We continue by assuming a spherical grain, to be consistent with the derivation for Nabarro-Herring creep; however, we will absorb geometric constants into a proportionality constant ${\displaystyle A}$. If we consider the vacancy concentration across the grain under an applied tensile stress, then we note that there is a larger vacancy concentration at the equator (perpendicular to the applied stress) than at the poles (parallel to the applied stress). Therefore, a vacancy flux exists between the poles and equator of the grain. The vacancy flux is given by Fick's first law at the boundary: the diffusion coefficient ${\displaystyle D_{v}}$ times the gradient of vacancy concentration. For the gradient, we take the average value given by ${\displaystyle \Delta C/(\pi R/2)}$ where we've divided the total concentration difference by the arclength between equator and pole then multiply by the boundary width ${\displaystyle \delta '}$ and length ${\displaystyle 2\pi R}$.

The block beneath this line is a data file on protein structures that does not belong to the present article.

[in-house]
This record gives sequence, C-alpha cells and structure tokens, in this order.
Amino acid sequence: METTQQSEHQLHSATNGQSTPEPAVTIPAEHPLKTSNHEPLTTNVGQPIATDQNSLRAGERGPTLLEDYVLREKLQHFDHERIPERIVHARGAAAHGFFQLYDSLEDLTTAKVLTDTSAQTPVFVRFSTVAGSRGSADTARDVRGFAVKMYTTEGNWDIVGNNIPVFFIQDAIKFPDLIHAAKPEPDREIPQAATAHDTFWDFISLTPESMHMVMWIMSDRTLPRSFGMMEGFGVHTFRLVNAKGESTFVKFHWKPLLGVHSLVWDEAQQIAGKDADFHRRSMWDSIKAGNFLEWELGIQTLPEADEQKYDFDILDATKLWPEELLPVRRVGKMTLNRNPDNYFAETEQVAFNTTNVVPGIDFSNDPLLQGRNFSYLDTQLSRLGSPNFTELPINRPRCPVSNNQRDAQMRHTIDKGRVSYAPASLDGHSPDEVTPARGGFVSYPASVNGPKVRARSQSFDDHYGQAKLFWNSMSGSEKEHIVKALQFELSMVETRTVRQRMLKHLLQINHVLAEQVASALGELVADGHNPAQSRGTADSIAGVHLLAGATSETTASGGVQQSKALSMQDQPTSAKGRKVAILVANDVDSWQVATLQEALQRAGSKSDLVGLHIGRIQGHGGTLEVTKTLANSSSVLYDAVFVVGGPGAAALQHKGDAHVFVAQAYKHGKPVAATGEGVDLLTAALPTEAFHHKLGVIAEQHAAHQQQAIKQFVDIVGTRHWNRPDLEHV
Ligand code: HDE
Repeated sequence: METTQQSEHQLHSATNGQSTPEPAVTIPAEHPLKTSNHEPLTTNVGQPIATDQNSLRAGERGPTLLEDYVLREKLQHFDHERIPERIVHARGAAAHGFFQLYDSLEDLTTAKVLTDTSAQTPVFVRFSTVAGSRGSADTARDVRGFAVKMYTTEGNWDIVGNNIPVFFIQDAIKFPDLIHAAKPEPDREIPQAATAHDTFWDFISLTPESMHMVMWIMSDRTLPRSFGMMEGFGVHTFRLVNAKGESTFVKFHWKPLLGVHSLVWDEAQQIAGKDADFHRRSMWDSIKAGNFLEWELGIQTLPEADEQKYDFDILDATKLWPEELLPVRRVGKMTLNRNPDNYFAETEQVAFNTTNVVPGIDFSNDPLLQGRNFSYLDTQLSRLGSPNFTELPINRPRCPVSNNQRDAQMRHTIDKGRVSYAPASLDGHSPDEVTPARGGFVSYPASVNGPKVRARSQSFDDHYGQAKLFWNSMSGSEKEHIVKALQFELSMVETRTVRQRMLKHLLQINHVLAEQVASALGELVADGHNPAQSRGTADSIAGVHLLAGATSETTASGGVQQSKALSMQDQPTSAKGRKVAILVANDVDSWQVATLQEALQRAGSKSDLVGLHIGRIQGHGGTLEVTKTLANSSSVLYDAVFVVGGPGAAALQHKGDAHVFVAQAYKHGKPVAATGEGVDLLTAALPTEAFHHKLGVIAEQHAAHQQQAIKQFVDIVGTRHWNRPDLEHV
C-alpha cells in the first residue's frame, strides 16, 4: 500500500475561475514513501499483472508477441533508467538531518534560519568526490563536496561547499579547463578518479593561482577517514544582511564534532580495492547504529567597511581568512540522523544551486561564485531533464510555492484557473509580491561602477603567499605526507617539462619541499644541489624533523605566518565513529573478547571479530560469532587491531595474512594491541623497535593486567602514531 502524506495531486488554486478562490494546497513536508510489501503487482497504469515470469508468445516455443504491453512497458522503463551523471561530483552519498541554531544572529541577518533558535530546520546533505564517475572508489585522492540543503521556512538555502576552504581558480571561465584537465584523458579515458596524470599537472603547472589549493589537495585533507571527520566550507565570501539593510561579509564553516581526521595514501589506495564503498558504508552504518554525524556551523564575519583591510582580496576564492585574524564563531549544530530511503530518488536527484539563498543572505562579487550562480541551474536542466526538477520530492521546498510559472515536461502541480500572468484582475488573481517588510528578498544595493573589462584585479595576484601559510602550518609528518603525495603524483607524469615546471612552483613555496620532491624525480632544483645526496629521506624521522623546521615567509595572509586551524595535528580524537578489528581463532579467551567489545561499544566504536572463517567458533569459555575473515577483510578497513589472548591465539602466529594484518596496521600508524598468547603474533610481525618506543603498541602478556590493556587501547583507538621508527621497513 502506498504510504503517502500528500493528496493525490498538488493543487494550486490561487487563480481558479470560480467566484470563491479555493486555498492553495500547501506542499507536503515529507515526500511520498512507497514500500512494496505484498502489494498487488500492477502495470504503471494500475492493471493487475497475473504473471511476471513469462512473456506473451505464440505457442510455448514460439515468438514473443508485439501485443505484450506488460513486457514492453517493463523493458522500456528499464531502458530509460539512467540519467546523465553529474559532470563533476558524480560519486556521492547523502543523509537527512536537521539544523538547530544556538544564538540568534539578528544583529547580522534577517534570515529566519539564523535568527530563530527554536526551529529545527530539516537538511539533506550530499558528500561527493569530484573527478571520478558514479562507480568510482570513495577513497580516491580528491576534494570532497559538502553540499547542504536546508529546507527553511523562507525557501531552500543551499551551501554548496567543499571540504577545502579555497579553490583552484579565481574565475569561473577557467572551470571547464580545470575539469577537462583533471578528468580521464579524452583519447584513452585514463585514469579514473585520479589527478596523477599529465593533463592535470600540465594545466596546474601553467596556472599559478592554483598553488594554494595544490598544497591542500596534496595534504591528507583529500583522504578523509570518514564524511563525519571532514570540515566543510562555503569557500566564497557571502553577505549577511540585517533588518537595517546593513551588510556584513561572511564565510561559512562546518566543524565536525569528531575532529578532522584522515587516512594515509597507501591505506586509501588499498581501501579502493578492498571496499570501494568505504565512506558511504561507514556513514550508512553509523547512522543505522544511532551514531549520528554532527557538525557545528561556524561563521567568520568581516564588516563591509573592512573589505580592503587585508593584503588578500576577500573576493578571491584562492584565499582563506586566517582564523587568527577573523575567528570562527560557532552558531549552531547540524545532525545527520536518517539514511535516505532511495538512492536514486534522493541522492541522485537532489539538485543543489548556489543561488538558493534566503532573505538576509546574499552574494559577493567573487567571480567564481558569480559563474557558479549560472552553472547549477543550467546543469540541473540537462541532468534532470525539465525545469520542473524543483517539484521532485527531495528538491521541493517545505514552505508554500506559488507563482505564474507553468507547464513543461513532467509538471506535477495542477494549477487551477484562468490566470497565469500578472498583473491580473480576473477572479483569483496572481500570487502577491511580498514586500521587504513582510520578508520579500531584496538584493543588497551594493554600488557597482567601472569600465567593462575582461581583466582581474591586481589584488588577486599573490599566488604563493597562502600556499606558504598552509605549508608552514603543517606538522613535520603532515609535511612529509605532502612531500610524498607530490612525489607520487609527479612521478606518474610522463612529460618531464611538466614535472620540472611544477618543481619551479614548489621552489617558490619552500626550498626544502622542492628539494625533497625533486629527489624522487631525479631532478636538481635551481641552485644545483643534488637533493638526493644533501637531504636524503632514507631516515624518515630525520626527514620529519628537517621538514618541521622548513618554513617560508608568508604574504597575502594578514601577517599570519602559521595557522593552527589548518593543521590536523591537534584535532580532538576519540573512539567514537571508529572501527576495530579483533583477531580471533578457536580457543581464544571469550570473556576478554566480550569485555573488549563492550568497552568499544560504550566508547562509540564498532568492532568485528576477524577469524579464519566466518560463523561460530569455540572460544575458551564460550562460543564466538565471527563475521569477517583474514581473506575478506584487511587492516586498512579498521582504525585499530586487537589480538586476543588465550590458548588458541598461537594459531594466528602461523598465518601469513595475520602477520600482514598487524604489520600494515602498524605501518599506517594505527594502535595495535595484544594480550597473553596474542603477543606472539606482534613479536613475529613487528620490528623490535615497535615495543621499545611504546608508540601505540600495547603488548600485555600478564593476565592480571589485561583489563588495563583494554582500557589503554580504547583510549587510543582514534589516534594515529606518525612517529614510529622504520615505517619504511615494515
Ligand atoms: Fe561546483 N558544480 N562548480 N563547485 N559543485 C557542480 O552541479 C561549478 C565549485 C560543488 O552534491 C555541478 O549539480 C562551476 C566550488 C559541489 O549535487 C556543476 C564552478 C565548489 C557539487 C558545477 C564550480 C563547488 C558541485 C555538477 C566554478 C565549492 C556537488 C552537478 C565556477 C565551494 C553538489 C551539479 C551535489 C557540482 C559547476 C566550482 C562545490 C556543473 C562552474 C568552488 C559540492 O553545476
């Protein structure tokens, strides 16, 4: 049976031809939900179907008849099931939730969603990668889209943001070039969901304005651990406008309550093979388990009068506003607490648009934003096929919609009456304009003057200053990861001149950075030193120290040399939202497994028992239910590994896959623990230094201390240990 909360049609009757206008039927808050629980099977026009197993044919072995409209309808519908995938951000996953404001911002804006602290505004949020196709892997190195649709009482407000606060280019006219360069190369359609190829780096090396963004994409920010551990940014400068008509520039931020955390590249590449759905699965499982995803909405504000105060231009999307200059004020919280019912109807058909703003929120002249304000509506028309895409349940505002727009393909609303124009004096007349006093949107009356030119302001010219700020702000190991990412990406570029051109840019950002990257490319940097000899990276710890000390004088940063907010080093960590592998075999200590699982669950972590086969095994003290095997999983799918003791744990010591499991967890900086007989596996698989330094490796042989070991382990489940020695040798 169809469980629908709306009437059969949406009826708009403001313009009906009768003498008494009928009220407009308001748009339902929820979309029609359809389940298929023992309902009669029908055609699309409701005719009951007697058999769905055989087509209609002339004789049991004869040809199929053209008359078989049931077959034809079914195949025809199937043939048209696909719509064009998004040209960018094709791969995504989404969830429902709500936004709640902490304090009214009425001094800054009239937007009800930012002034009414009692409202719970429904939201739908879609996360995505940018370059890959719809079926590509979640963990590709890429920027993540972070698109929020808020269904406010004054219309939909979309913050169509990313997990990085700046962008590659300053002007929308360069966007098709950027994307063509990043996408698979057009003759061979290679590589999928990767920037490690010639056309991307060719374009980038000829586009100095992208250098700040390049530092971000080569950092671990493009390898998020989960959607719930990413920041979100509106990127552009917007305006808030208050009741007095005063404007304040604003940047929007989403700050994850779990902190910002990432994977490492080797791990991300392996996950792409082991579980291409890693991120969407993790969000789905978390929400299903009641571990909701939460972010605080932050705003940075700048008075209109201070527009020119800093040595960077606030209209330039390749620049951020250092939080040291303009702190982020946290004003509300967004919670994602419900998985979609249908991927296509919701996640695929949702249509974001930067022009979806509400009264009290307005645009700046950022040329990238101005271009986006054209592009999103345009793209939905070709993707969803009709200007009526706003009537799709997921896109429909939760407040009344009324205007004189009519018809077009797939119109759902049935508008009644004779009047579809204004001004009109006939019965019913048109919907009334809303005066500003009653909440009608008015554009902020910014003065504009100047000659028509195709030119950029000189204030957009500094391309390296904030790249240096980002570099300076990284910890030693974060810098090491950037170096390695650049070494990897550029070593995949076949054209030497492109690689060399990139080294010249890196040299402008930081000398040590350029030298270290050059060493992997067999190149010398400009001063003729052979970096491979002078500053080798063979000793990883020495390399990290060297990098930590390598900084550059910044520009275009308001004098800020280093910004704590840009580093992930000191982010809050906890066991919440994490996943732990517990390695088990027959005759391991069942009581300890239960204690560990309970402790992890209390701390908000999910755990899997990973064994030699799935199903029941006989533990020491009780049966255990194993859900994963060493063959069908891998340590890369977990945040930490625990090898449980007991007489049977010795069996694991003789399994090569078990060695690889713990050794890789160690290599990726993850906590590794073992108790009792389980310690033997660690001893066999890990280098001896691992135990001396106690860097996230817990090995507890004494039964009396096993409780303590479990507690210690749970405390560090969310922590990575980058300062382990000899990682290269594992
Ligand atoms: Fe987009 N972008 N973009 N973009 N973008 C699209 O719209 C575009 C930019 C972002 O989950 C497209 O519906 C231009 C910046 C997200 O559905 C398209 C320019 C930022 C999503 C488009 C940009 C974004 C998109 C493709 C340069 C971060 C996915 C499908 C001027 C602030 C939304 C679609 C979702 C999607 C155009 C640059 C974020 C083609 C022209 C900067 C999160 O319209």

${\displaystyle J_{v}=A'D_{v}{\frac {\Delta C}{\pi R/2}}\delta '(2\pi R)}$

where ${\displaystyle A'}$ is a proportionality constant. From here, we note that the volume change ${\displaystyle \pi R^{2}dR/dt}$ due to a flux of vacancies diffusing from a source of area ${\displaystyle \pi R^{2}}$ is the vacancy flux ${\displaystyle J_{v}}$ times atomic volume ${\displaystyle \Omega }$:

${\displaystyle J_{v}\Omega =\pi R^{2}dR/dt=\pi R^{3}{\dot {\epsilon }}}$

Where the second equality follows from the definition of strain rate: ${\displaystyle {\dot {\epsilon }}=(1/R)(dR/dt)}$. From here we can read off the strain rate:

${\displaystyle {\dot {\epsilon }}_{C}={\frac {J_{v}\Omega }{\pi R^{3}}}=AD_{v}\Delta C\Omega {\frac {\delta '}{R^{3}}}=AD_{GB}{\frac {\sigma \Omega }{kT}}{\frac {\delta '}{R^{3}}}}$

Where ${\displaystyle A'\rightarrow A}$ has absorbed constants and the vacancy diffusivity through the grain boundary ${\displaystyle D_{GB}=D_{v}C_{0}\Omega }$.

## Comparison to other creep mechanisms

### Nabarro-Herring